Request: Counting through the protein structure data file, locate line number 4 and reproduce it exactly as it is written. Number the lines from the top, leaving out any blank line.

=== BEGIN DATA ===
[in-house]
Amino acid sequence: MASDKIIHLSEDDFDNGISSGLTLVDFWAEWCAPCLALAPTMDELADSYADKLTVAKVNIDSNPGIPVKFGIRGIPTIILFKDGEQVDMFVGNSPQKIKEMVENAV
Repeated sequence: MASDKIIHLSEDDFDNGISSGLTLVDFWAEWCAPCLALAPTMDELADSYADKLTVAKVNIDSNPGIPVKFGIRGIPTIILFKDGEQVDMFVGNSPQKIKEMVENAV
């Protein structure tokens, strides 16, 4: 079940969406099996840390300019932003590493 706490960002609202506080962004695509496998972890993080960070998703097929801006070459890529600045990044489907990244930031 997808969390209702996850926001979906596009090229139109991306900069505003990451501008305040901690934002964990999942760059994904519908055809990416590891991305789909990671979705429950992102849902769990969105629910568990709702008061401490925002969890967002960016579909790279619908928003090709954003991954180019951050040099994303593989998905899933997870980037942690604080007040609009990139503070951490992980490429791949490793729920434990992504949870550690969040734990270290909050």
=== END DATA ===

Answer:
């Protein structure tokens, strides 16, 4: 079940969406099996840390300019932003590493 706490960002609202506080962004695509496998972890993080960070998703097929801006070459890529600045990044489907990244930031 997808969390209702996850926001979906596009090229139109991306900069505003990451501008305040901690934002964990999942760059994904519908055809990416590891991305789909990671979705429950992102849902769990969105629910568990709702008061401490925002969890967002960016579909790279619908928003090709954003991954180019951050040099994303593989998905899933997870980037942690604080007040609009990139503070951490992980490429791949490793729920434990992504949870550690969040734990270290909050």